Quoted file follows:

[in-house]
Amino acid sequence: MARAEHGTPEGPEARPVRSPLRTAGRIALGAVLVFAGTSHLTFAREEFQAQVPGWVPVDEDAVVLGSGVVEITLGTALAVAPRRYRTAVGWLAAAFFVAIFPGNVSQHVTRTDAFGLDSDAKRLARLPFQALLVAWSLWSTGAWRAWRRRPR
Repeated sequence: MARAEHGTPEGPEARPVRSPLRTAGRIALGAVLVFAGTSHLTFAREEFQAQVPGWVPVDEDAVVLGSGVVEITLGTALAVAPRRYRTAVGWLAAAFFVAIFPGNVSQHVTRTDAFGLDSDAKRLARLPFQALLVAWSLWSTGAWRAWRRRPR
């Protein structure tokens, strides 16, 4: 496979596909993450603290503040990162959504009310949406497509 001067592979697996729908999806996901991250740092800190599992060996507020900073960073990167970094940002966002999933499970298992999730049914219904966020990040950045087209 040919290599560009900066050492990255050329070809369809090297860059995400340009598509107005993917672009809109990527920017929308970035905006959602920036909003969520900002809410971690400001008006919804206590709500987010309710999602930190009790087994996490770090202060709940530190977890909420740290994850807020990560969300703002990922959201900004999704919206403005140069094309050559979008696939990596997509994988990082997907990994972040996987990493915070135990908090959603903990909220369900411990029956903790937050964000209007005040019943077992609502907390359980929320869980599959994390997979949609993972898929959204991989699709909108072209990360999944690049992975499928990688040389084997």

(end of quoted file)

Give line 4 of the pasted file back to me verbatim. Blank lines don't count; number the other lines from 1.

């Protein structure tokens, strides 16, 4: 496979596909993450603290503040990162959504009310949406497509 001067592979697996729908999806996901991250740092800190599992060996507020900073960073990167970094940002966002999933499970298992999730049914219904966020990040950045087209 040919290599560009900066050492990255050329070809369809090297860059995400340009598509107005993917672009809109990527920017929308970035905006959602920036909003969520900002809410971690400001008006919804206590709500987010309710999602930190009790087994996490770090202060709940530190977890909420740290994850807020990560969300703002990922959201900004999704919206403005140069094309050559979008696939990596997509994988990082997907990994972040996987990493915070135990908090959603903990909220369900411990029956903790937050964000209007005040019943077992609502907390359980929320869980599959994390997979949609993972898929959204991989699709909108072209990360999944690049992975499928990688040389084997």